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After you have the following, you can request an access token:

  • An Okta OIDC or OAuth 2.0 Service app
  • One or more grants associated with that app
  • Users with appropriate permissions associated with the app

Note: Using a Service app? See Get an access token using a Service app for the steps.

  1. Request an access token by making a request to your Okta Org Authorization Server's /authorize endpoint. For testing purposes, we recommend that you use a private browser window and the Implicit grant flow. Using the Implicit grant flow streamlines authentication for testing by returning a token without introducing any additional steps. In a production environment, we recommend that you always use the Authorization Code grant flow. See Implement the Authorization Code Flow for more information on this grant type.

    Note: If this is your first time working with Okta's APIs, read Get Started with the Okta REST APIs first. Additionally, for this guide use the steps in the Save the access token in Postman section to save and use the OAuth 2.0 access token rather than using the SSWS API Key.

  2. Paste your request URL into a private browser window. Your request URL should look something like this:

    https://{yourOktadomain}/oauth2/v1/authorize?client_id=0oan47pj9BsB30h7&response_type=token&response_mode=fragment&scope=okta.users.read&redirect_uri={yourConfiguredRedirectUri}&nonce=UBGW&state=1234
    

    Note: Only the Org Authorization Server can mint access tokens that contain Okta API scopes.

    Note the parameters being passed:

    • client_id: Use the client_id of your Okta OAuth application that you created in the previous step.
    • response_type: Use token in this instance, since you are testing in a browser and want the authorization server to return the access token rather than an authorization code. In a production environment, this value would be code.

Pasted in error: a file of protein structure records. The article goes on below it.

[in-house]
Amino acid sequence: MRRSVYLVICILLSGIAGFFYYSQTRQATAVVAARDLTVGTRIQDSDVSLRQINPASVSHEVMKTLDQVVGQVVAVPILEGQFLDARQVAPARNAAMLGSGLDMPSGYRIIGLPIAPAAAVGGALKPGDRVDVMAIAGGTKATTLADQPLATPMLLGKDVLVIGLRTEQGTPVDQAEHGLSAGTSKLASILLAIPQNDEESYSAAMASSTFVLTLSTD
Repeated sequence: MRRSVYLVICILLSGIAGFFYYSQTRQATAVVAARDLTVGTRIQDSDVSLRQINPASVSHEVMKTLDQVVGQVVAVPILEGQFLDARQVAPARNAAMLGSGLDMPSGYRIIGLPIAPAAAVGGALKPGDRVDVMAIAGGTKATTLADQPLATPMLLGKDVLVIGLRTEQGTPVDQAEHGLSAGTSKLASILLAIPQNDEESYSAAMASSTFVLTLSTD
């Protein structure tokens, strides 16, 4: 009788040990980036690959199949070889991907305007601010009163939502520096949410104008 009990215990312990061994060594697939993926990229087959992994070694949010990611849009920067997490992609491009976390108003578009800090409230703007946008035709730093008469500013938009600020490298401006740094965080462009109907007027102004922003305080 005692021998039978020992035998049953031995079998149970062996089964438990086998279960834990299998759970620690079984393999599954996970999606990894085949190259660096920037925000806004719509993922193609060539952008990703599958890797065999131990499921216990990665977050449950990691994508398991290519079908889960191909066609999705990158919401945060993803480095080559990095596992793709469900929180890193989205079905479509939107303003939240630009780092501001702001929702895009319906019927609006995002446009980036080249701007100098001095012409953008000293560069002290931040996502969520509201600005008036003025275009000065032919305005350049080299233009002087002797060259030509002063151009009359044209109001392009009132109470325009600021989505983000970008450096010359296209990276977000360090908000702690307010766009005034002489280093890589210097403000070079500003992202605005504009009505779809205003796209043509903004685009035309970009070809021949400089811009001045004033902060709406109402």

• response_mode: Use fragment to indicate that you want the authorization server to return the authorization response parameters encoded in a fragment that is added to the redirect_uri when redirecting back to the client.
    • scope: Include the scopes that allow you to perform the actions on the endpoint that you want to access. The scopes requested for the access token must already be in the application's grants collection and the user must have the permission to perform those actions. See Scopes & supported endpoints for more information.
    • redirect_uri: Define the callback location where Okta returns a browser (along with the token) after the user finishes authenticating. This URL must match one of the redirect URIs that you configured in the Create an OAuth 2.0 app in Okta section.
    • state: Use any alphanumeric value. The authorization server reflects this string when redirecting the browser back to the client, which helps prevent cross-site request forgery.
    • nonce: Use any value. This is a string that is included in the returned ID token. It associates a client session with an ID token and mitigates replay attacks. In this example, we aren't requesting the id_token response type, so an ID token isn't returned.
  3. Enter your credentials on the Okta Sign-in Page that appears. After you authenticate, the browser returns an access token in the address bar.

    In this example, you previously added the okta.users.read scope to the application's grants collection. You then requested that scope be included in the access token. Since this is an admin-level scope, you need to sign in with admin user credentials that are associated with your app.

    The response that is returned looks something like this (the token is truncated for brevity):

    http://{yourOktadomain}/authorization-code/callback#access_token=eyJraWQiOiJEa1lUbmhTdkd5OEJk.......Y5D6XG&token_type=Bearer&expires_in=3600&scope=okta.users.read&state=1234
    

    Note: The lifetime for this token is fixed at one hour.

  4. Copy the access token for use in subsequent requests to Okta API endpoints.

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